Eicosanoids with the E/D-type prostane rings formed by oxidation of DHA are unstable and dehydrate to cyclopentenone-containing compounds possessing A-type and J-type prostane rings, respectively (Fam SS et al., J Biol Chem 2002, 277, 36076). Some of them (A4/J4-neuroprostanes) were shown to have anti-inflammatory properties in macrophages treated with lipopolysaccharide (Musiek ES et al., J Biol Chem 2008, 283, 19927). These results have implications for understanding the anti-inflammatory properties of n-3 fatty acids.




A study has revealed that the lipid mediator 4(RS)-4-F4t-neuroprostane derived from DHA has cardiac antiarrhythmic properties in counteracting the effects of spontaneously formed oxygenated metabolites of lipids (Roy J et al., Free Rad Biol Med 2015, 86, 269). Thus, the oxidation of DHA to 4(RS)-4-F4tNeuroP is necessary to prevent ischemia-induced arrhythmias.
A review regarding the biological interest of neuroprostanes and dihomo-isoprostanes may be consulted (Durand T et al., OCL).
Other cyclopentenone isomers (A2 and J2-IsoPs) were shown to inhibit the inflammatory response in macrophages (Musiek ES et al., J Biol Chem 2005, 280, 35562). These findings suggest an important role of the oxidative stress in the inflammatory response and the ability of n-3 fatty acid to attenuate these responses.


A review has explored in detail the progress in the isoprostanoid chemistry and biology, including neuroprostanes, that has been achieved in the past three decades (Galano JM et al., Prog Lipid Res 2017, 18, 68). An overview regarding the biological properties of neuroprostanes and dihomo-isoprostanes may be consulted (Durand T et al., OCL 2023, 30, 10).


In 2002 new arachidonic acid peroxidation products were discovered and as they are related biosynthetically to the isoprostanes and chemically characterized by a substituted tetrahydrofuran ring structure, they were named isofurans (Fessel JP et al., PNAS 2002, 99, 16713). There are formed by a free radical mechanism independent of the cyclooxygenase pathway.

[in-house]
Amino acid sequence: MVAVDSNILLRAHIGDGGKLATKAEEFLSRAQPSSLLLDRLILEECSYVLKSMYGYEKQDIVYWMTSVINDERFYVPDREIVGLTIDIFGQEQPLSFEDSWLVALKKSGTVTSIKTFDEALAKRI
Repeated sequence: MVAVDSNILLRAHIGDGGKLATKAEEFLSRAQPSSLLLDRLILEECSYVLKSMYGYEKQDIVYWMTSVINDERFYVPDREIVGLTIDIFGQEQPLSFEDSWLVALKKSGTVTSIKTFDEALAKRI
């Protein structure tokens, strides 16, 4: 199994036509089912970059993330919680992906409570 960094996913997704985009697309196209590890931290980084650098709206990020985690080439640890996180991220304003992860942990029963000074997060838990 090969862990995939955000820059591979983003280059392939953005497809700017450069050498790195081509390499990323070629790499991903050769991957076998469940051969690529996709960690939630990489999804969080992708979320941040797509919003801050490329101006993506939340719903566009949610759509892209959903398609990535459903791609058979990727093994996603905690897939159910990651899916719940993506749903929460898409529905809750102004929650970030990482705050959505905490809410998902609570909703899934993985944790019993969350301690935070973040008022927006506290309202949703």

It was shown that they are produced in vivo by a free radical mechanism independent of the cyclooxygenase pathway. These molecules are of interest as they provide a sensitive index of free-radical peroxidation under conditions of elevated oxygen tension where the production of isoprostanes appears to be limited. Their molecular structure suggests that 256 enantiomerically-pure isofurans may be formed. Thus, a nomenclature system was proposed to differentiate all the possible structures (Taber DF et al., Prost Lipid Med 2004, 73, 47). As increased levels of isofurans were detected in brain tissue of patients affected by several neural diseases, the determination of these molecules may be of value in appreciating oxidative damages to brain tissue (Fessel JPet al., J Neurochem 2003, 85, 645).
The biosynthesis, the nomenclature, the chemical synthesis of furanoids from a-linolenic acid (C18:3 n-3), arachidonic acid (C20:4 n-6), adrenic acid (22:4 n-6) and docosahexaenoic acid (22:6 n-3) as well as their identification and implication in biological systems are highlighted in a review (Cuyamendous C et al., Biochimie 2016, 130, 49).


Neurofurans are an analogous family of compounds formed in vivo and in vitro from the free radical-initiated peroxidation of DHA (Song WL et al., J Biol Chem 2008, 283, 6). Sixteen regioisomers have been described by in vitro lipid peroxidation. One of them is shown below.


one representative neurofuran


The levels of these compounds were elevated in the brain cortex of a mouse Alzheimer disease. Thus, neurofurans may prove useful in diagnosis of neurodegenerative diseases.


Free radical-induced oxidation of DHA-containing lipids generates a seven-carbon hydroxylated acid with an aldehyde group in w position (4-hydroxy-7oxohept-5-enoic acid), compound which can react with proteins generating carboxyethyl pyrrole adducts (Gu X et al., J Biol Chem 2003, 278, 42027).


carboxyethyl pyrrole


It was determined that these adducts are more abundant in ocular tissues from age-related macular degeneration (AMD) than normal human donors. As their concentration could be determined in plasma, these oxidation derivatives may have diagnostic utility in predicting AMD susceptibility. Animal model for age-related macular degeneration has been developed from an inflammatory signal discovered in eye tissue and blood from these patients (Hollyfield JG et al., Mol Neurobiol 2010, 41, 290).